- Costco (COST) is grinding towards the upper 50's, an area that has represented a stopping point for any rallies in the shares for the last year or more. The company reported in-line numbers this morning, assuaging fears that higher gas prices would hurt earnings. The numbers weren't spectacular but expectations were low.
- Sears et al (SHLD), on the other hand, has opened lower after missing estimates and blaming gas prices for creating a harder market for retailers. A curious assertion since it's questionable whether or not any SHLD executive has actually spoken to a customer since the company became a hedge fund.
- Viral Marketing? Great stuff on last night's Fast Money from Admiral Bolling who pointed out that both A-Rod and his "Toronto Wife" were wearing TrueReligion (TRLG) jeans during their much publicized night on the town. TRLG shares are up over 15% since the pictures were published. It's unclear (but highly doubtful) that A-Rod had a David Wright-esque ownership share of TRLG in exchange for his promotional efforts.
- Where on earth could you safely put new money to work in a tape at all-time, giddy-gas highs? I don't know either but I'm certainly looking as I come into a "liquidity event" related to my cross country move.
- Tripping down memory lane, Minyan Collins asks what I think of J Crew (JCG) going into tonight's earnings. He notes that the chart looks good. I responded that I'd rather have the chart look weak into reporting... the high-flying retailers have been getting smacked after reporting, almost regardless of what they say. The Coldwater Creek (CWTR) model, where expectations were low, is much more appealing as a trade, from where I'm sitting.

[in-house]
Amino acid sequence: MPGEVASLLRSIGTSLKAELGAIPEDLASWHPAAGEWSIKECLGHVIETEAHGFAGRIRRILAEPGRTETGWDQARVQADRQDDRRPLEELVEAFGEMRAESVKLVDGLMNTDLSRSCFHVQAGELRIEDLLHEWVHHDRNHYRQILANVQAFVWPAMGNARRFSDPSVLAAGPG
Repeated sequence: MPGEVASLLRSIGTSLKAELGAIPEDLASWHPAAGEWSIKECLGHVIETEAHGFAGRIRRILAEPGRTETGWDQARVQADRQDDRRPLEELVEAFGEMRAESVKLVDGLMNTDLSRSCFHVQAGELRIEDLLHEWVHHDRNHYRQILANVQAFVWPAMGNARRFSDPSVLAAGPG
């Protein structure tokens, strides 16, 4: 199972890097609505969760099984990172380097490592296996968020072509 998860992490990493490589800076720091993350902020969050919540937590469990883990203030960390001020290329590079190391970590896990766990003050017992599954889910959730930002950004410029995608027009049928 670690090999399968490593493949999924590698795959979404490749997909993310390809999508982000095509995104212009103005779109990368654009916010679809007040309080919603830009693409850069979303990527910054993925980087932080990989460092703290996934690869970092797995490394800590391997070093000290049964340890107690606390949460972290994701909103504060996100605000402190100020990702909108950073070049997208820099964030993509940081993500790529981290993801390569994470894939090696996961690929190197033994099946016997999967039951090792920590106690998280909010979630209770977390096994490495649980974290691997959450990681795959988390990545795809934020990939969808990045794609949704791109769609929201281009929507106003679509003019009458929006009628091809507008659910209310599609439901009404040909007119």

Luna Ticks - Jeffrey Cooper - 9:11 AM
Rumors of the hike in the trading stamp fee by Chinese officials were prevalent on Tuesday. Consequently, the decline in China was not exactly a bolt out of the blue.
Expectations for a decline that would infect the US market were wide-spread and traders were poised for a sell off. So were trading desks, Boom Boom, and the President's Working Group (Miss Piggy). In other words, it was crowded trade in the face of unsurprised regulators and the staunchest of bulls, the horniest of Hoofy's. That doesn't mean that the hike couldn't have easily played out with downside follow through, I'm just sayin'... After all, the really crowded trade at the moment seems to be the corral of bulls.
Appropriately enough, emotionalism is spiking into Thursday's full moon.
Symptomatic of the frenzy, the bulls are flaunting the Fed's statement about a weaker economy, dismissing their fear of inflation and, based on their action, interpreting and demanding a rate cut.
As the bulls need lower rates and thereby a P/E multiple expansion, any revival of rate cut hopes unleashes buy programs. No matter what the bulls say, this shows their nervousness about current valuations. In order to justify their narrative, they still cling to expansion in multiples. A rate cut may or may not come but if it does, it is doubtful stocks will benefit because of a hard landing. It is important to remember that every housing downturn has ended in a hard landing and this is a serious housing downturn.
Hey, nobody said we had to understand denial in order to profit from it.
I think the majority of traders were surprised by Wednesday's action. I think many traders, thinking a second shoe would drop, shorted into the market on the first bounce; at least I know I did.
The surprise? The second shoe was a boot in Boo's butt. If world markets don't follow through on the reversal in the U.S. and/or China happens to see a second day of selling, it should cool Hoofy's heels. The first hour should be the key. I am thinking that we will get either another big runaway day or a complete retracement of Wednesday's move, nothing in between these luna ticks.